Mouse Model for Sporadic Tauopathies
MentorVirginia M.-Y. Lee, PhD University of Pennsylvania
Alzheimer’s disease is known for its misfolded tau protein aggregates, known as “tau tangles,” and these lesions also occur in many other neurodegenerative diseases. Recent studies have demonstrated that misfolded tau can spread from one cell to another and corrupt normal tau in healthy cells. We will create a mouse model mimicking sporadically-occurring neurodegenerative diseases with abnormal tau aggregation. We will also explore the existence of distinct strains of pathological tau in different diseases.
The goal of our study is to mimic sporadically-occurring tauopathies, including Alzheimer’s disease and frontotemporal dementia, in a mouse population. To do so, we will generate a mouse model where tau tangles spread. This will be done without inducing overexpression of tau proteins, which normally is done in animal models mimicking Alzheimer’s disease in humans.
Recent studies from our lab and others suggest that tau aggregates can spread from one cell to another and act as “seeds” to corrupt the folding of normal tau in healthy cells. However, this process has only been robustly demonstrated in transgenic mice overexpressing high levels of tau.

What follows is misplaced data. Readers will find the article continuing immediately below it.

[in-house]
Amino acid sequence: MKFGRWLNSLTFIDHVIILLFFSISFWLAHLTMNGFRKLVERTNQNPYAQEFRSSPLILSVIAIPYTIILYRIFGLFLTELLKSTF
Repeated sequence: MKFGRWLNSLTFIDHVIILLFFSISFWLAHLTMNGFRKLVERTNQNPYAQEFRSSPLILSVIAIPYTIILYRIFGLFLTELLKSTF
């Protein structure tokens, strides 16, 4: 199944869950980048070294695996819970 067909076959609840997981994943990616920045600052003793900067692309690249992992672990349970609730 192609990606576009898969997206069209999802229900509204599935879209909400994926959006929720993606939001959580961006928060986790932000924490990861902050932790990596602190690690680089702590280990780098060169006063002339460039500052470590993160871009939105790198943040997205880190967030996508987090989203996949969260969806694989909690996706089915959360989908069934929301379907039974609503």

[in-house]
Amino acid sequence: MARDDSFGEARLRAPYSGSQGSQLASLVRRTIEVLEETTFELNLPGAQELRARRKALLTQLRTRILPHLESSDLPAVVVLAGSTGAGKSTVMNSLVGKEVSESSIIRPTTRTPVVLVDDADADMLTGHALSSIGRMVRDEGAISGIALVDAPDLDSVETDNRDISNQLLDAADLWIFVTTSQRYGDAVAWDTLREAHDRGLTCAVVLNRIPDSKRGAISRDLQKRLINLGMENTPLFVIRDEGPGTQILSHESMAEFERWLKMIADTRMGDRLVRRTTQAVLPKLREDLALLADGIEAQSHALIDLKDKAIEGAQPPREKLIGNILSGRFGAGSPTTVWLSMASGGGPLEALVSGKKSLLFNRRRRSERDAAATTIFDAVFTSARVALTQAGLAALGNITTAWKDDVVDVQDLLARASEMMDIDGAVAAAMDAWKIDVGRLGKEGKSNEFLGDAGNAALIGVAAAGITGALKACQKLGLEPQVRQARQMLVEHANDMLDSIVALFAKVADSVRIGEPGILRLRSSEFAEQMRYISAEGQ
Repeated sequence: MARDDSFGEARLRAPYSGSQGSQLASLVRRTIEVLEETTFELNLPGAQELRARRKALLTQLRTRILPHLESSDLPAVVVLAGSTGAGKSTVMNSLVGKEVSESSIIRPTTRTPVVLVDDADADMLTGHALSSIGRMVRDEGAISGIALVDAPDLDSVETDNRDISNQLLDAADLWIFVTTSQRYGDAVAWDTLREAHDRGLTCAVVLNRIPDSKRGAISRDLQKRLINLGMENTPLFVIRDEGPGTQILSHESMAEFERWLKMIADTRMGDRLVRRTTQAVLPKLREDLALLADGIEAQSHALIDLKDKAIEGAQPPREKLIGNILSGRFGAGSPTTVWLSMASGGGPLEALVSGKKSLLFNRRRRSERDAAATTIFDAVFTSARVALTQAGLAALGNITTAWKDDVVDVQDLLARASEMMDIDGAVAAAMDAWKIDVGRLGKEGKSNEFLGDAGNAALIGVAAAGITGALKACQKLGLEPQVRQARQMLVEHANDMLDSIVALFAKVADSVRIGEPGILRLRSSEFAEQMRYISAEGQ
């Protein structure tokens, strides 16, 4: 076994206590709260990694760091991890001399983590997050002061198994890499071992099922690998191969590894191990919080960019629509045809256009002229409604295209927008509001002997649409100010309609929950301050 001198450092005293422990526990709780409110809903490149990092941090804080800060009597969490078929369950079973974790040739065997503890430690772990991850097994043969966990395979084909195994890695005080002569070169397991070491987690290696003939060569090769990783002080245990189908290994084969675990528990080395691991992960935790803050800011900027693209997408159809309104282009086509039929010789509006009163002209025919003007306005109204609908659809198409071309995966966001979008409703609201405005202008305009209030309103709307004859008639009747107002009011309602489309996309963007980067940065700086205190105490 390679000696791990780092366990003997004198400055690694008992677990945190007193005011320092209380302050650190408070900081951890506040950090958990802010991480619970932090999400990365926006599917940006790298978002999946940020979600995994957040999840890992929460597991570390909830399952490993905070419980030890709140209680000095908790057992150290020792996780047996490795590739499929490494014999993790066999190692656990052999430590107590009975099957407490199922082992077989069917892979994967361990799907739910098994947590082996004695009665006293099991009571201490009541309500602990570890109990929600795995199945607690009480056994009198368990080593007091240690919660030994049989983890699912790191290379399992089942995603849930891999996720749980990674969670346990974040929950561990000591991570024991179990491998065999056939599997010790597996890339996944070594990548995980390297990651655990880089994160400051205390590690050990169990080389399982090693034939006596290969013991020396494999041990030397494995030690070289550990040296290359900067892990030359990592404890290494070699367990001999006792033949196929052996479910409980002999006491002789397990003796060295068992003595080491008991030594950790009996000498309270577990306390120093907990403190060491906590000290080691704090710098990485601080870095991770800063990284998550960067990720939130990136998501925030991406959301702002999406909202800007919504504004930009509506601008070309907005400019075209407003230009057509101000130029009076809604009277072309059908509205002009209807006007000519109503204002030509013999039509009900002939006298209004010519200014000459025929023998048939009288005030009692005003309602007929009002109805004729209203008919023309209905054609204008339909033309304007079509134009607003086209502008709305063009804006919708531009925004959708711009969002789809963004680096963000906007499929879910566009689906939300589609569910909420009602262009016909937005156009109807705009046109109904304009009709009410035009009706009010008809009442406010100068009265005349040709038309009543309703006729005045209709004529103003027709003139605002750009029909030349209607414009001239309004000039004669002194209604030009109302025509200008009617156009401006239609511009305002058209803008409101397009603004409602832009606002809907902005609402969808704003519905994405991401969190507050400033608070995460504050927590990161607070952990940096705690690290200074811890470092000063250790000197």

A mouse model that replicates naturally-occurring tauopathies with normal tau levels has yet to be established. We hypothesize that tau tangles in the diseased brain of Alzheimer’s patients may be a potent initiator of a sequence of events known as a misfolding cascade, and therefore we will inject “seeds” of tau tangles derived from the brains of human Alzheimer’s patients into wild-type mice to test whether that will induce and propagate tau aggregation.
As another part of our project, we will explore the tremendous variations that have been observed in the distribution of tau pathologies and clinical symptoms. We hypothesize that such heterogeneity is caused by different “strains” of tau aggregates with distinct structures and seeding properties. We will conduct biochemical and biophysical analyses on tau aggregates isolated from different brains affected by tauopathy and compare their seeding properties in mouse brains.
We are very fortunate to have access to a large collection of frozen brain tissues from patients with various neurodegenerative diseases. Each of these specimens comes with a complete record of clinical history and neuropathological diagnosis stored in a search-friendly database. Our brain bank thus provides us with a unique opportunity to isolate and characterize tau aggregates naturally developed in different categories of tauopathy, and allows us to correlate pathological findings in mice with those from human patients.
Successful generation of a tauopathy mouse model without tau overexpression would provide strong support for the recently emerged “transmission” hypothesis, which proposes that cell-to-cell transmission of misfolded tau protein underlies the characteristic spread of tau pathology in diseased brains. This mouse model would also be useful for testing drugs that can potentially limit the progression of these devastating diseases. A better understanding of different strains of tau aggregates will help us understand how different classes of tauopathies develop and assist us in targeting therapies towards disease-specific tau strains.